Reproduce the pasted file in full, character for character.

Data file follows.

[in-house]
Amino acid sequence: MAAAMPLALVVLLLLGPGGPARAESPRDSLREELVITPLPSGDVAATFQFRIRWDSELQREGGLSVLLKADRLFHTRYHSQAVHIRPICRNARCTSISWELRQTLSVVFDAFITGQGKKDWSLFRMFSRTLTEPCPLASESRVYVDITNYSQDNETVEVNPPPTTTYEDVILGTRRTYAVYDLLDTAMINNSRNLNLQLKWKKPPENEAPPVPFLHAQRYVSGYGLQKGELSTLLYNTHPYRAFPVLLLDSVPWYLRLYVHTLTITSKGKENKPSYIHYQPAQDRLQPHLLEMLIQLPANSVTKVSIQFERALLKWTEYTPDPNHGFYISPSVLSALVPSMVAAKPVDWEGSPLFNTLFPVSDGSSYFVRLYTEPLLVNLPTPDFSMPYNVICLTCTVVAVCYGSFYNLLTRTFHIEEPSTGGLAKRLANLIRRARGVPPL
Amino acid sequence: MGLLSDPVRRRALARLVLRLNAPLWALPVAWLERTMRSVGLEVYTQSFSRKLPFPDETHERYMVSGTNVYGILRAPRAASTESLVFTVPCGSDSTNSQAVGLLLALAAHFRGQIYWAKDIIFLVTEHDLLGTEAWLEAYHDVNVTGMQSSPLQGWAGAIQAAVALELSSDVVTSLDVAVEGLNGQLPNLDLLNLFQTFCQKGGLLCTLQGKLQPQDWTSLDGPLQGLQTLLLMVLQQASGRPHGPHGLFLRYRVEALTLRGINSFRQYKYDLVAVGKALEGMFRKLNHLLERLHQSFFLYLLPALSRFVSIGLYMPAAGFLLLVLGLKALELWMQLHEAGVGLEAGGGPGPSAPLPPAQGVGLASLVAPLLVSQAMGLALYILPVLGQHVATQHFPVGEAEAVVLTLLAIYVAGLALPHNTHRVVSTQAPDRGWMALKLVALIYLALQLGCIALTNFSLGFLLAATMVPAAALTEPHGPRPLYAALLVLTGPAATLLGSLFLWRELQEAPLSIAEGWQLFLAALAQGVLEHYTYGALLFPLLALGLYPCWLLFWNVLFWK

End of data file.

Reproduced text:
[in-house]
Amino acid sequence: MAAAMPLALVVLLLLGPGGPARAESPRDSLREELVITPLPSGDVAATFQFRIRWDSELQREGGLSVLLKADRLFHTRYHSQAVHIRPICRNARCTSISWELRQTLSVVFDAFITGQGKKDWSLFRMFSRTLTEPCPLASESRVYVDITNYSQDNETVEVNPPPTTTYEDVILGTRRTYAVYDLLDTAMINNSRNLNLQLKWKKPPENEAPPVPFLHAQRYVSGYGLQKGELSTLLYNTHPYRAFPVLLLDSVPWYLRLYVHTLTITSKGKENKPSYIHYQPAQDRLQPHLLEMLIQLPANSVTKVSIQFERALLKWTEYTPDPNHGFYISPSVLSALVPSMVAAKPVDWEGSPLFNTLFPVSDGSSYFVRLYTEPLLVNLPTPDFSMPYNVICLTCTVVAVCYGSFYNLLTRTFHIEEPSTGGLAKRLANLIRRARGVPPL
Amino acid sequence: MGLLSDPVRRRALARLVLRLNAPLWALPVAWLERTMRSVGLEVYTQSFSRKLPFPDETHERYMVSGTNVYGILRAPRAASTESLVFTVPCGSDSTNSQAVGLLLALAAHFRGQIYWAKDIIFLVTEHDLLGTEAWLEAYHDVNVTGMQSSPLQGWAGAIQAAVALELSSDVVTSLDVAVEGLNGQLPNLDLLNLFQTFCQKGGLLCTLQGKLQPQDWTSLDGPLQGLQTLLLMVLQQASGRPHGPHGLFLRYRVEALTLRGINSFRQYKYDLVAVGKALEGMFRKLNHLLERLHQSFFLYLLPALSRFVSIGLYMPAAGFLLLVLGLKALELWMQLHEAGVGLEAGGGPGPSAPLPPAQGVGLASLVAPLLVSQAMGLALYILPVLGQHVATQHFPVGEAEAVVLTLLAIYVAGLALPHNTHRVVSTQAPDRGWMALKLVALIYLALQLGCIALTNFSLGFLLAATMVPAAALTEPHGPRPLYAALLVLTGPAATLLGSLFLWRELQEAPLSIAEGWQLFLAALAQGVLEHYTYGALLFPLLALGLYPCWLLFWNVLFWK